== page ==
complex regional pain syndrome

(redirected from Algoneurodystrophy)

dystrophy

 [dis´trah-fe]
any disorder due to defective or faulty nutrition, especially muscular dystrophy. adj., adj dystroph´ic.
adiposogenital dystrophy adiposity of the feminine type, genital hypoplasia, changes in secondary sex characters, and metabolic disturbances; seen with lesions of the hypothalamus; see also adiposogenital dystrophy.
Becker's muscular dystrophy (Becker type muscular dystrophy) a form closely resembling Duchenne's muscular dystrophy, but having a later onset and milder course; transmitted as an X-linked recessive trait.
distal muscular dystrophy distal myopathy.
Duchenne's muscular dystrophy (Duchenne type muscular dystrophy) The childhood type of muscular dystrophy.
facioscapulohumeral muscular dystrophy muscular dystrophy affecting the face, shoulder, and upper arm muscles; called also Landouzy-Dejerine muscular dystrophy.
Landouzy-Dejerine dystrophy (Landouzy-Dejerine muscular dystrophy) facioscapulohumeral muscular dystrophy.
muscular dystrophy see muscular dystrophy.
myotonic dystrophy a rare, slowly progressive, hereditary disease, marked by myotonia followed by muscular atrophy (especially of the face and neck), cataracts, hypogonadism, frontal balding, and cardiac disorders. Called also dystrophia myotonica, myotonia atrophica, and myotonia dystrophica.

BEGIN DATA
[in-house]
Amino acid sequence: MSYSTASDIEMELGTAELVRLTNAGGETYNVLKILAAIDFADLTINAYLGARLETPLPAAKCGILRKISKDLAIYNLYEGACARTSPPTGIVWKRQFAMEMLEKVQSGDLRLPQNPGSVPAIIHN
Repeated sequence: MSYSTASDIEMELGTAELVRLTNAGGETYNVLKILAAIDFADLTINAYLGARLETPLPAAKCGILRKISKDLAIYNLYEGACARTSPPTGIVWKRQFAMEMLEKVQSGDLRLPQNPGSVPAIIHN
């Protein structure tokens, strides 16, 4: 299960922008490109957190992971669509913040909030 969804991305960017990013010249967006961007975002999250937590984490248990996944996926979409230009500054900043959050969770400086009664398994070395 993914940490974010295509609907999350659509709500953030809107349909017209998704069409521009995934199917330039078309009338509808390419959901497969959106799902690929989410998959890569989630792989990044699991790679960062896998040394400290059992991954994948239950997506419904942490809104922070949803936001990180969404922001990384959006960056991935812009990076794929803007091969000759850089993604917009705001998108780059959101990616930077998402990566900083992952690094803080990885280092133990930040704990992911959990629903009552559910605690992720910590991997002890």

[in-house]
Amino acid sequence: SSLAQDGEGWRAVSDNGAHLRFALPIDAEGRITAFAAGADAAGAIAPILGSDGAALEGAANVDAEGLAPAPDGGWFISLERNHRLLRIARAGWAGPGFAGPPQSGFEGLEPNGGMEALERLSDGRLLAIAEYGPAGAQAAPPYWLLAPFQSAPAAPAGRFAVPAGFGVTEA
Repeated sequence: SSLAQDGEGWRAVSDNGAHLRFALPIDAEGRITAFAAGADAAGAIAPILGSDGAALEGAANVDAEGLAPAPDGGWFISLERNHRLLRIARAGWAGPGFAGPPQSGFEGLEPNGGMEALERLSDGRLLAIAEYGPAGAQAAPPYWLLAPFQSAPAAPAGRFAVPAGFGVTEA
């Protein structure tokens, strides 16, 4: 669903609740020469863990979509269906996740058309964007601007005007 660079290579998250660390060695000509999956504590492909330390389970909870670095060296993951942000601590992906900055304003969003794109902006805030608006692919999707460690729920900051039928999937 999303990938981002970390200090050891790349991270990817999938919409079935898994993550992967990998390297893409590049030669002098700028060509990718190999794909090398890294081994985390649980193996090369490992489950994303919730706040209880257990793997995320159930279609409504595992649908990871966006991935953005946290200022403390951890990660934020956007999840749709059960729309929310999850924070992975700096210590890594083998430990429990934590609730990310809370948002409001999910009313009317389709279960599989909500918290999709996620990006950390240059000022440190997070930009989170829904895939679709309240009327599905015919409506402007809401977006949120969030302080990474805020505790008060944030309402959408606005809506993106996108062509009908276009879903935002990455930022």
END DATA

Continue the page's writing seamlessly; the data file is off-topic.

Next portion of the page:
progressive muscular dystrophy muscular dystrophy.
pseudohypertrophic muscular dystrophy muscular dystrophy affecting the shoulder and pelvic girdles, beginning in childhood and marked by increasing weakness, pseudohypertrophy of the muscles, followed by atrophy, and a peculiar swaying gait with the legs kept wide apart. Called also pseudohypertrophic muscular paralysis.
reflex sympathetic dystrophy a syndrome of chronic pain that usually develops after a trauma or noxious stimulus, although the nerve injury cannot be immediately identified. The pain is not limited to the distribution of a single nerve and is often out of proportion to the precipitating event. It is most often described as a burning pain, and is accompanied by swelling, sweating, sensitivity to touch, and sometimes changes in tissue growth. Called also chronic or complex regional pain syndrome. Clinical practice guidelines have been published by the Reflex Sympathetic Dystrophy Syndrome Association of America and are available on their web site at http://www.rsds.org or by writing to Reflex Sympathetic Dystrophy Syndrome Association of America, P.O. Box 502, Milford CT 06460.

complex regional pain syndrome

a neuromuscular condition characterized by pain and stiffness in the shoulder and arm, limited joint motion, swelling of the hand, muscle atrophy, and decalcification of the underlying bones. It is thought that a disturbance to the sympathetic nervous system is responsible for this condition. The condition occurs most commonly after myocardial infarction. Also known as RSD (reflex sympathetic dystrophy syndrome), causalgia, shoulder-hand syndrome See reflex sympathetic dystrophy.

reflex sympathetic dystrophy

Neurology
Persistent pain of an extremity after prolonged autonomic nervous system stimulation.
 
Clinical findings
Dysaesthesia, pain, swelling of an extremity with trophic skin changes, hypertrichosis, osteoporosis.
 
Aetiology